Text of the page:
Of course, when it comes to these bastard blood suckers, nothing is ever easy. Their eggs can live up to a year, completely dormant. Females lay 50 eggs a day. Assuming you have 50 females (which is conservative) that’s 7,000 new fleas ready to go in a week if my math is right. You can never be sure you’ve got them all, but you can control this for the most part. Vacuuming is critical, and once an area is done, immediately remove the bag and either seal it in an air tight bag or if possible, burn it. Seriously.

Fleas know to hatch by vibrations. Once sucked up, they begin hatching in the sweeper bag. If you don’t remove it, the larvae will find a way out. If you remove it and let it sit, you have the same issue. Worst case, if you remove the bag and drop it, you’ve just spread the eggs everywhere. The same goes for picking up blankets. Be careful when moving these. Shaking them out or carrying them a long distances causes the eggs to fall off restarting the process.

Anyway, six hours later, multiple sprays and sweepings are completed. We move everything back and according to the label, we need to re-do this in three months to prevent any of the hatchlings from sprouting.

Of course, this saga is far from over. If you remember, we doused the ferrets in flea medicine. Logically, we kept this away from their face, only to see a few hours later that the fucking fleas had moved to the ferrets faces. They were covered in their new home, and now we have a second room likely infested. Sunday, all we could do was fight little by little. We caught as many as possible with a flea comb about every hour, and set up a makeshift trap we read about online involving a bright light and a bowl of water which proceeded not to work.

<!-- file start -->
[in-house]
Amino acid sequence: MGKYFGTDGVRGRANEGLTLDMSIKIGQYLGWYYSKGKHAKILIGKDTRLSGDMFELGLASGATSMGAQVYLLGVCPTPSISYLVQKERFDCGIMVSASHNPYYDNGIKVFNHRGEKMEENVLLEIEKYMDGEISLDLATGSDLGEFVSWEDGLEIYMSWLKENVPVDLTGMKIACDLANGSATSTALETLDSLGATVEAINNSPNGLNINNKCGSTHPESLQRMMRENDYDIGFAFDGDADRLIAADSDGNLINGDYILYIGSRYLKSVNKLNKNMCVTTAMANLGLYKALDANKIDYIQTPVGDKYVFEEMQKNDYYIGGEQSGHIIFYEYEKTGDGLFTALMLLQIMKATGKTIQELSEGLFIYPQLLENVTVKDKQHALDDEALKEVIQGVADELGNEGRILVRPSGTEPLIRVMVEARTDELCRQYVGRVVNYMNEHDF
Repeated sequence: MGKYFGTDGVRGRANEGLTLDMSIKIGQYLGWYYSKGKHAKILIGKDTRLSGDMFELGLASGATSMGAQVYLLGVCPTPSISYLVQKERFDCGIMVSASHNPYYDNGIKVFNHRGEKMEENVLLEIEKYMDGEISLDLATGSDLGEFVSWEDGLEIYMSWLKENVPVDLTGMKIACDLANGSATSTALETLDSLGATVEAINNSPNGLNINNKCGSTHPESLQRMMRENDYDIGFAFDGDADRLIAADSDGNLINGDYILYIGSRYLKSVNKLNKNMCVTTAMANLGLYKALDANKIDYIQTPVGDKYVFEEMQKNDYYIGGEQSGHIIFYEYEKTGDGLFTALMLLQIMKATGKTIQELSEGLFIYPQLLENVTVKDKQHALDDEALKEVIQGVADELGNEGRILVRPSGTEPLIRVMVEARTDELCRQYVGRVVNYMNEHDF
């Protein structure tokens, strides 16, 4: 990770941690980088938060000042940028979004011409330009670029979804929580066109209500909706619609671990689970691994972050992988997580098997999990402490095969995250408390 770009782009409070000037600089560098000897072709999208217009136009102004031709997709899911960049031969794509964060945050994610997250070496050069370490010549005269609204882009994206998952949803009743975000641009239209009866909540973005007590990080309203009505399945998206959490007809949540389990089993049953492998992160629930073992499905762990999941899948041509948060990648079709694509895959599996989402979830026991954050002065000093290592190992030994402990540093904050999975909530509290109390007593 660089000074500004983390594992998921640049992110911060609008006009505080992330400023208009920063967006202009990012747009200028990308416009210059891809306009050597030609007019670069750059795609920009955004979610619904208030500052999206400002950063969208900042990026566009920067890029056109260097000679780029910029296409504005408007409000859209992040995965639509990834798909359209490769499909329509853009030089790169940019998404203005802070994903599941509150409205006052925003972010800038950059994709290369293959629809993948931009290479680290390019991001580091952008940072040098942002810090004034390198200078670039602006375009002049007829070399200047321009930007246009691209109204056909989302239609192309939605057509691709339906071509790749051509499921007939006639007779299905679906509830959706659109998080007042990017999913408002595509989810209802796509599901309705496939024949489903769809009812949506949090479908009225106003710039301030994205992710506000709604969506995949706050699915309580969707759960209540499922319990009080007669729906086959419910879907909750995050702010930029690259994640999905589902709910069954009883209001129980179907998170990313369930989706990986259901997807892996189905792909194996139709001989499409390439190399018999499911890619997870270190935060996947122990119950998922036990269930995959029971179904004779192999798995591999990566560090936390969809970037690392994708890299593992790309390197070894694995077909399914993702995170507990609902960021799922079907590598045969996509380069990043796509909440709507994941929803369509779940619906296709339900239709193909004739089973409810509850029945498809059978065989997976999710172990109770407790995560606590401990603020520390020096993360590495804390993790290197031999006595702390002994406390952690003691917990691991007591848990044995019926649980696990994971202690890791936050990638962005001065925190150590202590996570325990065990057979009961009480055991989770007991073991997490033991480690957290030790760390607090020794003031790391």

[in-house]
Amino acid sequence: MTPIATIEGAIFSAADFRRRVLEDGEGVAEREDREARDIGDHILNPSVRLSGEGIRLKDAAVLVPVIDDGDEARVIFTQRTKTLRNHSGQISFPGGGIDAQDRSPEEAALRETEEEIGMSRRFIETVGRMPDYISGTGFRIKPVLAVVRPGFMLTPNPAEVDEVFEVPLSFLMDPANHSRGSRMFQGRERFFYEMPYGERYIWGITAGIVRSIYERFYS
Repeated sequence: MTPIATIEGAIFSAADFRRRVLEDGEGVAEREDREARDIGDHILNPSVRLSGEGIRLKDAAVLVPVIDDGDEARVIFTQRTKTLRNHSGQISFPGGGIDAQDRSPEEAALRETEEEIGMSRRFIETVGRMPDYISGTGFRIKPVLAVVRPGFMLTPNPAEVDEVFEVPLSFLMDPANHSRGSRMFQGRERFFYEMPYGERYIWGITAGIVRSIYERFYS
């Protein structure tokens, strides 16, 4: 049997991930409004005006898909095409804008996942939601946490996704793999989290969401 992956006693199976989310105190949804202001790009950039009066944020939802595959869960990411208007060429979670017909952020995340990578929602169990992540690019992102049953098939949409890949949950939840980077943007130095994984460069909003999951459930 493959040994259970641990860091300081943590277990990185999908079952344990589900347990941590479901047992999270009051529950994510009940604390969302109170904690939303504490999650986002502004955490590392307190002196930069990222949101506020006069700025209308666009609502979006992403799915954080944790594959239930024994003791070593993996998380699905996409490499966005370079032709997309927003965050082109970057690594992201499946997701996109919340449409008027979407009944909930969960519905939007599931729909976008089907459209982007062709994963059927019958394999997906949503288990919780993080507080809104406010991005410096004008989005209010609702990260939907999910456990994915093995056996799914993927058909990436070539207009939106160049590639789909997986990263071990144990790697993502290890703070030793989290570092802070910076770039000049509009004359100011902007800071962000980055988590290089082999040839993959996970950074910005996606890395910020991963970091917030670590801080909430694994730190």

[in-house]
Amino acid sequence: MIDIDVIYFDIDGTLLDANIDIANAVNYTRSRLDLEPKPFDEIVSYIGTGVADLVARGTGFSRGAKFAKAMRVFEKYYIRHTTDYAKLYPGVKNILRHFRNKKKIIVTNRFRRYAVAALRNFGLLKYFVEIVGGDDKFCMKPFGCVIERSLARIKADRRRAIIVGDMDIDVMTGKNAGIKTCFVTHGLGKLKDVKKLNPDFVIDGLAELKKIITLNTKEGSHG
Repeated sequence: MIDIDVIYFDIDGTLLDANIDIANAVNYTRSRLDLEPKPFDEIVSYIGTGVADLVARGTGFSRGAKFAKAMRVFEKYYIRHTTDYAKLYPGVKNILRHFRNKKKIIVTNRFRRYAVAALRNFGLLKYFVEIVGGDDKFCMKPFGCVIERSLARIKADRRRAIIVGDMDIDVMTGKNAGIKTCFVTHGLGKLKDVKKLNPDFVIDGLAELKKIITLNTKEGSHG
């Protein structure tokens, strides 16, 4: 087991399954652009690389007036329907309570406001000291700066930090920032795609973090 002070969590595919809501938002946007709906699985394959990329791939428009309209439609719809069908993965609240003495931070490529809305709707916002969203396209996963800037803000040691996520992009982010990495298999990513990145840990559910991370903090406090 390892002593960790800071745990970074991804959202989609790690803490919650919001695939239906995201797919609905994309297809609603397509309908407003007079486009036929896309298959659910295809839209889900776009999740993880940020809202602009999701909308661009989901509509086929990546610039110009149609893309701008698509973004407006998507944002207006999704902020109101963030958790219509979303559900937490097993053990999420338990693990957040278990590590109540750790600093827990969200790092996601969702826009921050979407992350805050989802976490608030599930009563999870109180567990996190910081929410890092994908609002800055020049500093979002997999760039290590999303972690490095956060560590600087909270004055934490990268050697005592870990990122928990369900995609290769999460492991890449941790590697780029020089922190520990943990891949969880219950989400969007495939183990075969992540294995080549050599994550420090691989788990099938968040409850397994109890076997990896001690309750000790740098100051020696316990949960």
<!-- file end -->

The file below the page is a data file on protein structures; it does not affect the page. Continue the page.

Monday, it’s finally vet time. Melvin, our oldest ferret, was dehydrated and almost anemic. They still had to fight the fleas though, and they gave them a very specific dose of a prescription kitten flea killer. She made it very clear that this was not FDA approved as of yet, but it’s the only thing they can give them. That’s great, really. Makes the whole visit reassuring, though made slightly more comfortable by the hot vet tech.

Ahem.

So, we take them home and can already see some dead fleas in their carrier. Thank god. Of course, we now have to treat the car, but that’s easy enough to spray. We re-clean everything in the cage, treat the room quickly, the get them back in there. A few hours later, we notice Melvin isn’t doing well. He listless and acting out of character. This is the point in the weekend where you laugh even though the situation could be tragic. How much worse can this get?

Thankfully, not much. We rushed him back the vet (minus hot vet tech who apparently left already) who gave him a once over and he was fine. It was stress from everything that’s happened and we were told to simply let him sleep it off. Granted, this whole process (including the pet store products) ran us over $350, but it looks like were in the clear.

Since fleas aren’t too found of humans even though they will bite, any stragglers will die off from not being able to find a host. The dogs are covered for three months, as are the ferrets. The stuff we sprayed also takes care of the eggs when they hatch. Nothing (legal) can actually penetrate the eggs to kill the larvae. The poison simply prevents them from reaching adult hood as we’re told. We’re still going to repeat this process in a few months in terms of the carpeting to be absolutely sure. As for now, the battle is over. We have conquered. We have survived the Weekend of the Flea.

Comments (1)

Come on, tell me that you sent Nimrod Neighbor the bill.